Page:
With so many people working from home, our pets are starting to become coworkers. Lots of people have dogs and cats. In addition to my Nazi-fighting white shepherds, our house has a bun. As in rabbit. I, very originally, call him Mr. Bunny. And actually he’s Mr. Bunny II. Our first Mr. Bunny was actually named Niall. As in Niall Horan (thanks 2011 thirteen-year old daughter). Like Mr. Bunny I, a.k.a. the OG Mr. Bunny, Mr. Bunny II has a different name. His name is Murdoch.
Mr. Bunny I died five years ago while my daughter and wife were in Amsterdam. We put away his cage and bought Charmander, Breaker of Worlds. Maybe two years ago we picked up Mr. Bunny II.
Mr. Bunny II was owned by the Reinagels, good family friends and animal devotees who own property and raise meat rabbits. They had one rabbit who was very cute and friendly and loved to hop around the family. They brought him indoors all the time. The problem was that this rabbit, as friendly as he was, never really grew that big. Maybe a foot, foot-and-a-half fully extended. He had small ears, too, but the real problem was that he also bred very small rabbits, which doesn’t work if you’re breeding rabbits for meat. It was time for Murdock to become food, perhaps a little snack.
The Reinagel daughters were not down with this idea. While they understood the value and the lifecycle of a meat rabbit, this one was different. They enjoyed having him around and did not want to see him sent to the axe. (I have seen that axe, by the way. It is very sharp and well-weighted – a superb axe.) So while I will always paraphrase this story as “we saved the rabbit from the axe,” I suspect that the family would have found a new home for him somewhere.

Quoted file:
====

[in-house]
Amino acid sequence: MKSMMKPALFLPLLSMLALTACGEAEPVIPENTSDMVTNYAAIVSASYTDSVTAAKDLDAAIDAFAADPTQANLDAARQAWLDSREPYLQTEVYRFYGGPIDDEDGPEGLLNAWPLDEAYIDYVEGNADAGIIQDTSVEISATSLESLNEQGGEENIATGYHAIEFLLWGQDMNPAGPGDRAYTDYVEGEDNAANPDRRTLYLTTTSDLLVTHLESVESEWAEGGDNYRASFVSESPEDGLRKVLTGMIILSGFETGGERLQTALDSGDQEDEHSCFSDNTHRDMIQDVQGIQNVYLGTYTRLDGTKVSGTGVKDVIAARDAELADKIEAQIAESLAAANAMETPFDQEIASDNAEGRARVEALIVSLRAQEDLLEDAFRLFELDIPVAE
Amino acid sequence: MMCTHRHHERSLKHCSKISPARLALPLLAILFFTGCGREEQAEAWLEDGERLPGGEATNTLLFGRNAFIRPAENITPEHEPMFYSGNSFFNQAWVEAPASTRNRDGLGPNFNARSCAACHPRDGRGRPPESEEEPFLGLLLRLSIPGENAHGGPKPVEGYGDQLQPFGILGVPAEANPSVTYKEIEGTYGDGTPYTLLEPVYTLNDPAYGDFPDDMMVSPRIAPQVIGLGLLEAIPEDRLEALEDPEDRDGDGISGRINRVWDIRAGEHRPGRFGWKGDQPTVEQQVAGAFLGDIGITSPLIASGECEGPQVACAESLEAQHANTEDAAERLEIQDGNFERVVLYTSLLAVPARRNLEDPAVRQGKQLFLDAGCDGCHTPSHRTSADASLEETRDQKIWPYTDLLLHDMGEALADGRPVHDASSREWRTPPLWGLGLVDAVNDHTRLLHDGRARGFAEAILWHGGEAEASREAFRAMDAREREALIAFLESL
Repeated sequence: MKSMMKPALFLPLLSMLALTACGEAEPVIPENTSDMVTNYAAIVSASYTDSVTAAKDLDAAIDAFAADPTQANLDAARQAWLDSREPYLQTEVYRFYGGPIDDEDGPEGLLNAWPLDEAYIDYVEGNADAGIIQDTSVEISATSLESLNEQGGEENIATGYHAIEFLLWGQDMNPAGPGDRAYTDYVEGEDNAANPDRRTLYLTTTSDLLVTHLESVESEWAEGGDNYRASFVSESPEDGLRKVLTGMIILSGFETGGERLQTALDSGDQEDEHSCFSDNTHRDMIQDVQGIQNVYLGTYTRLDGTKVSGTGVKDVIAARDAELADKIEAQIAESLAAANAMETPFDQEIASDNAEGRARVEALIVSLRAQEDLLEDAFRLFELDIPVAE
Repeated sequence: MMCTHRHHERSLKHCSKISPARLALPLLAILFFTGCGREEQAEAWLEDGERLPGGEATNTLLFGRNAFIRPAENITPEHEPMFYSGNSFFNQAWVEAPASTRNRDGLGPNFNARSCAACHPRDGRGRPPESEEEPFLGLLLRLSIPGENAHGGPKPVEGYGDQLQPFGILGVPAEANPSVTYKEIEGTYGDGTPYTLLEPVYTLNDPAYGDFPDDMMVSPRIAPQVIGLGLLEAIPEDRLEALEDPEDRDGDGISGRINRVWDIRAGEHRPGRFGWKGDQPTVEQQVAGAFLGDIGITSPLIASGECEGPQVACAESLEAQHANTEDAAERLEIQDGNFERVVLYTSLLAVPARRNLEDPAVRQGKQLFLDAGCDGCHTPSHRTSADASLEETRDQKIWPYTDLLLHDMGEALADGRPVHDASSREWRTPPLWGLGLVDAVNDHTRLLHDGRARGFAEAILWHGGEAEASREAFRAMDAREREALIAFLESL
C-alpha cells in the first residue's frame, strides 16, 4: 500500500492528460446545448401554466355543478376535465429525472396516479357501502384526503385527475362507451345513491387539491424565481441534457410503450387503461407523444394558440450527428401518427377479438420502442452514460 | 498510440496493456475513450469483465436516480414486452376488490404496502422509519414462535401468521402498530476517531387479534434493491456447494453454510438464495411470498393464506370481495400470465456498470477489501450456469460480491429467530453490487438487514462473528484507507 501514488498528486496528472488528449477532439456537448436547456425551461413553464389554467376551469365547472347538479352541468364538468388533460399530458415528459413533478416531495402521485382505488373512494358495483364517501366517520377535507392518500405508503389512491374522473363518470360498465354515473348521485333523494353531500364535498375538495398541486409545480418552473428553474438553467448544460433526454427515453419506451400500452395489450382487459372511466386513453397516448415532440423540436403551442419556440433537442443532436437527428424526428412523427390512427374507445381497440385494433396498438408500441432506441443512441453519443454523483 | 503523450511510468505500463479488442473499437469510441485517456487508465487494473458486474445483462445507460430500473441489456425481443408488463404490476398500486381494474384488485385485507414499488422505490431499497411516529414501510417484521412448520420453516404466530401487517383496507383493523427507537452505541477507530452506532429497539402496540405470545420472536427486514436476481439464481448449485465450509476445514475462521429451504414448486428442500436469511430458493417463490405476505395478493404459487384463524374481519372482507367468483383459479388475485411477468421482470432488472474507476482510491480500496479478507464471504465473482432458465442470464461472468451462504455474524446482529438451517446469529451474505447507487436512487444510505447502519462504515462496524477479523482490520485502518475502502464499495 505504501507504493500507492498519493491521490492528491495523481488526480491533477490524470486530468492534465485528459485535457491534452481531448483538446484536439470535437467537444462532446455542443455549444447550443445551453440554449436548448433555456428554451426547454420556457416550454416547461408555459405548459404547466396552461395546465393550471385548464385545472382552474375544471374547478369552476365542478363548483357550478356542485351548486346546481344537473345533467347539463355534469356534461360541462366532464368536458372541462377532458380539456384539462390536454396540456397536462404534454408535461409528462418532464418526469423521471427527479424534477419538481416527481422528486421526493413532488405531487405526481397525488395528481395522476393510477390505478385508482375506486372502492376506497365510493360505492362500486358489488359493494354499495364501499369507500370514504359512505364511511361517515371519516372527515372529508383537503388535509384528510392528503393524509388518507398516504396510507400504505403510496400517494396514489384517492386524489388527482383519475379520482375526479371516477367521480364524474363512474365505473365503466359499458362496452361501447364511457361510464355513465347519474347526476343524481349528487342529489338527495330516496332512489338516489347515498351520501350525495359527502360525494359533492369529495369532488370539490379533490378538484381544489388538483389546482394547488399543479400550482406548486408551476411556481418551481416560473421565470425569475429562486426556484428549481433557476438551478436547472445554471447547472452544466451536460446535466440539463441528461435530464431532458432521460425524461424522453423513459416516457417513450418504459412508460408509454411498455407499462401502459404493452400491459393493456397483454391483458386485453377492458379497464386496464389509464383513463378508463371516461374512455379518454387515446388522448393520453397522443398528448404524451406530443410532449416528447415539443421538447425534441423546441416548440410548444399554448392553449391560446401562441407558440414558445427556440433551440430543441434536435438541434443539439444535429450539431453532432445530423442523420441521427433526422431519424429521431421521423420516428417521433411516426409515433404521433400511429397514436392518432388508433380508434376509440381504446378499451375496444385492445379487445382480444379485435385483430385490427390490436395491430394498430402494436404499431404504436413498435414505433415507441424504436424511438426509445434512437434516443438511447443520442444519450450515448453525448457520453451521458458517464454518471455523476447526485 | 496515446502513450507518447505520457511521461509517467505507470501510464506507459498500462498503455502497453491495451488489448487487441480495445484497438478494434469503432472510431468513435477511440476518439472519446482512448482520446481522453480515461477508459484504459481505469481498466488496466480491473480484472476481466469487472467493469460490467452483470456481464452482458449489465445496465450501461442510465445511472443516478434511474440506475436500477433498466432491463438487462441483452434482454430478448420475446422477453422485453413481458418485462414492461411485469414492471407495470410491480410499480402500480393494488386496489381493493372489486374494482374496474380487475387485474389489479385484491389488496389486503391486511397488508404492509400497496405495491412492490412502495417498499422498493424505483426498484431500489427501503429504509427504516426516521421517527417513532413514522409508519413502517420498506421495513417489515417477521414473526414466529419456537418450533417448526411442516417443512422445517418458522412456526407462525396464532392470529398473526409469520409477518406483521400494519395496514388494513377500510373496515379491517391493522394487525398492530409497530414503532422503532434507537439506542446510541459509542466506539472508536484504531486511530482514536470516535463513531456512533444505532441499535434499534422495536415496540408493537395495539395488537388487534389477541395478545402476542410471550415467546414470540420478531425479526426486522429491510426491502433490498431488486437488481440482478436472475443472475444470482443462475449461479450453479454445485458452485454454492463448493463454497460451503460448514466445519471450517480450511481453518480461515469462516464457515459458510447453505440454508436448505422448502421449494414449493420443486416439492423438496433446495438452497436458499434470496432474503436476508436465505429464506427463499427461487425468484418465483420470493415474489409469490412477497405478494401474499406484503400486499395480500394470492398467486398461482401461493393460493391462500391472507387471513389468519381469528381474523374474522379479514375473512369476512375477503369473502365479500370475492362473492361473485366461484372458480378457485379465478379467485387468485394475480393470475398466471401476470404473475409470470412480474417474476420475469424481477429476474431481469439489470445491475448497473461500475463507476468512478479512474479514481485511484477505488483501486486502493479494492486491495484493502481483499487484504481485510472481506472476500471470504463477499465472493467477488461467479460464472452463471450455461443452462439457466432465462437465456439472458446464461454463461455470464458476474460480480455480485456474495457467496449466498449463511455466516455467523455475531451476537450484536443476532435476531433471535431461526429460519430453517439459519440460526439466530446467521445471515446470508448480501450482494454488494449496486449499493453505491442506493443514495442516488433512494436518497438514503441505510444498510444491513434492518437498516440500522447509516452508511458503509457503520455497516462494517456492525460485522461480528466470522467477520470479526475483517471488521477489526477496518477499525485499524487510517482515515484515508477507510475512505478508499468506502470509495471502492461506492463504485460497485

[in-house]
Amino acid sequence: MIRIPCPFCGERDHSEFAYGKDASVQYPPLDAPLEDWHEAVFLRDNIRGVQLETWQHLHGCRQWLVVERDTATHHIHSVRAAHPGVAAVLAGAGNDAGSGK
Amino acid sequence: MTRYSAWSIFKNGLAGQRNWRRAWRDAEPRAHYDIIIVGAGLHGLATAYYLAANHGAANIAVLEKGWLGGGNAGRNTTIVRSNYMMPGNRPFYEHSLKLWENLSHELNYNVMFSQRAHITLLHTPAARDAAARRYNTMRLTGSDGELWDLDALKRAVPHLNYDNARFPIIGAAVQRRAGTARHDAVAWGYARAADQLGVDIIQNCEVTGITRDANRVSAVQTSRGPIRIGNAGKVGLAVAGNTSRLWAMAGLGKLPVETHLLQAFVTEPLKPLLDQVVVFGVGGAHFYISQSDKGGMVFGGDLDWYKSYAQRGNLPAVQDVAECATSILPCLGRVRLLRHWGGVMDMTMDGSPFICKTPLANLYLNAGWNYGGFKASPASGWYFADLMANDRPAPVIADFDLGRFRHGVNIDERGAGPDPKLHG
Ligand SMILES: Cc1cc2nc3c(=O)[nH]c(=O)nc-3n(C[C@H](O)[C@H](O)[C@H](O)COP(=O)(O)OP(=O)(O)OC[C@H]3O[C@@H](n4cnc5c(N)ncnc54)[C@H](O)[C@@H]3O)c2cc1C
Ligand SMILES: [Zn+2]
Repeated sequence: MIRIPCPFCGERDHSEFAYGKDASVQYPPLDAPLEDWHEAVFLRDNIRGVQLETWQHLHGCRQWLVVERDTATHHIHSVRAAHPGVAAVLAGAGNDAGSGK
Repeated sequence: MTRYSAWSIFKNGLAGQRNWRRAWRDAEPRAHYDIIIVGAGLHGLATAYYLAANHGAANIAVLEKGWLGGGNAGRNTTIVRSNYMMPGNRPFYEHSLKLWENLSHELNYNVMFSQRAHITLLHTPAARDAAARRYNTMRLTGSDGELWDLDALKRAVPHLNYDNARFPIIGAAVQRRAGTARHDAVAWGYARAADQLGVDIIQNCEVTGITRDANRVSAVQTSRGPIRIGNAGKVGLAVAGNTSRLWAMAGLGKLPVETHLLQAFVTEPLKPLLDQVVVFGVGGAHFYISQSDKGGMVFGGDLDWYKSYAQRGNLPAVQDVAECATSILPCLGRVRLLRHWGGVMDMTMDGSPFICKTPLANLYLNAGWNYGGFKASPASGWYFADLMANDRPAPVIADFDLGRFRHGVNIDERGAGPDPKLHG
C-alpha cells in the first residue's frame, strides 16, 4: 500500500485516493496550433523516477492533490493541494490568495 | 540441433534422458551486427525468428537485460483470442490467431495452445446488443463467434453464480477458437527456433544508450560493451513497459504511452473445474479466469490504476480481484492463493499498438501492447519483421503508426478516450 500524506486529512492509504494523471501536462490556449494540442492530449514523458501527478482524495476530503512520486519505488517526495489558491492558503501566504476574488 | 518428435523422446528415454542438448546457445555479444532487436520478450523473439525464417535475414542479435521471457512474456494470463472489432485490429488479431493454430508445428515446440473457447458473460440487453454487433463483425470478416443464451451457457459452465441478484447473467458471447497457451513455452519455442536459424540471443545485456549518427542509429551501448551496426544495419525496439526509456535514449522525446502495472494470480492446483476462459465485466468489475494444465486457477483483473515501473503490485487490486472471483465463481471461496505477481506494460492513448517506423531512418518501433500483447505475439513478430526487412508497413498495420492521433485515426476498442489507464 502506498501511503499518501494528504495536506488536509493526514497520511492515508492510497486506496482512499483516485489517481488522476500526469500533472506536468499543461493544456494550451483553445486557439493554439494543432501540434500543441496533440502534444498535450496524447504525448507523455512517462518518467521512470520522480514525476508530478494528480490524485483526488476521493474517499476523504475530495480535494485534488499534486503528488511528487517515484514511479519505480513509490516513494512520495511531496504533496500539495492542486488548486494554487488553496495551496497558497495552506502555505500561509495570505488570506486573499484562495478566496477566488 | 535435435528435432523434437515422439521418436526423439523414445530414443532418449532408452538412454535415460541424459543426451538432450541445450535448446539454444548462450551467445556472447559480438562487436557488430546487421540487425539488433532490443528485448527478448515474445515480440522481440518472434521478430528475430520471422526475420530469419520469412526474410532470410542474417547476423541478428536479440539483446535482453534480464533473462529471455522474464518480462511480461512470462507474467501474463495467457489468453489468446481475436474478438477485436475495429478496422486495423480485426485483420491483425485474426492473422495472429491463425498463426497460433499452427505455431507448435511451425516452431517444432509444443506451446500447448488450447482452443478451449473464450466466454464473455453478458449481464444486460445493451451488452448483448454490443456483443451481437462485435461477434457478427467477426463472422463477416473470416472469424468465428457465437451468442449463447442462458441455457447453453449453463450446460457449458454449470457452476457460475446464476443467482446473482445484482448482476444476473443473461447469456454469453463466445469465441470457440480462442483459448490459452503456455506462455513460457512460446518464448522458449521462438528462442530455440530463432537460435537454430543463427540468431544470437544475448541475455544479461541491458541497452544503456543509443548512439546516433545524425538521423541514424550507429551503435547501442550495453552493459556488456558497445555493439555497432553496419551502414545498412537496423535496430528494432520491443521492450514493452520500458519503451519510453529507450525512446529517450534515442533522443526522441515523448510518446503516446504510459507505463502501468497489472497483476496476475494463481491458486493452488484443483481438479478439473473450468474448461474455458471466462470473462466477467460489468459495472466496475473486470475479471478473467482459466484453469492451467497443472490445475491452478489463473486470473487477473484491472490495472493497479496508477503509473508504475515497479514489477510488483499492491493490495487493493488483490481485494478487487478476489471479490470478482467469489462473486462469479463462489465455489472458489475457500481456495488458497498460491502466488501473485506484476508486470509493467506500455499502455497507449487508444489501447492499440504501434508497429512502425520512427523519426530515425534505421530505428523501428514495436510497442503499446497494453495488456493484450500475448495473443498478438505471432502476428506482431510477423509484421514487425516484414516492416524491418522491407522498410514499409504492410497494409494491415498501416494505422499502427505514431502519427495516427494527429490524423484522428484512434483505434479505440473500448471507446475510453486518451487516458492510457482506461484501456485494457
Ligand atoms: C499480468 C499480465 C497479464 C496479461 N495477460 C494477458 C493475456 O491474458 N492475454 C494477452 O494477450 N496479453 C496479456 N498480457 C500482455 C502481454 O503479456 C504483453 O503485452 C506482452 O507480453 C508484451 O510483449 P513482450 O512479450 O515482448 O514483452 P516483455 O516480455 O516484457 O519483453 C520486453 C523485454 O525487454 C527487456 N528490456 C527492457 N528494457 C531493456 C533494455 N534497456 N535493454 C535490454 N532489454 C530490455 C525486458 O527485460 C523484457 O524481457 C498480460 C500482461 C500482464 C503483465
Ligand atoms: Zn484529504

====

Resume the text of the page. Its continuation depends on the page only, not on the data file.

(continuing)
They remembered that we had once owned a rabbit and thought that we might like a new one. The crazy thing was, I was thinking about getting a new rabbit. We got Mr. Bunny I at the SPCA, and it turned out really well. I really enjoyed having the rabbit, even if he was large, skittish, and not really into people (I tried many times to lie down in the same room as him. He’d never hop into my lap, but he would eventually approach me and lay down up against me, but the second I turned my face or moved an arm or anything, he’d run away.)
Mr. Bunny taught me a philosophy, though – one that I still have to this day. Unlike Koda the Wonder Dog or Ryder who protect the house, the affinity for a rabbit is that they look cute. A-DOR-able, even. So paying up to $20 for a rabbit, and then up to $50 a year in food, water, and etceteras, they are worth the cost just to have them out and doing charming things like reaching up to the tallest parsley stalks or stretching out on a table.
So at the same time that I was considering my philosophy and thinking “man, that rabbit cage doesn’t look good empty,” the Reinagels were thinking it was time for Murdock to find a new home.
So that’s how we got our Dwarf Netherlands rabbit. (I looked it up.)
For his name, I told Douglas he could name it whatever he wanted.
Me: But you can name him whatever you want. Any name you want.
Douglas: But Dad, his name is Murdock!
I find this all very interesting. It’s like re-naming him, for my son, would have been taking something from the rabbit. So we kept his name rabbit, but as per my habit, I always talk to “Mr. Bunny” or “Mr. Bun.” Hence, Mr. Bunny II.
I really like that name. It always makes me think of Snowballs IV or II or whatever, the poor cat that in The Simpsons, Lisa is always owning, killing, and then buying a new one. I think as long as I have rabbits, I will keep naming them Mr. Bunny III, IV, etc.
Because, after all, what’s in a name? A bunny, by any other name, is still just as cute!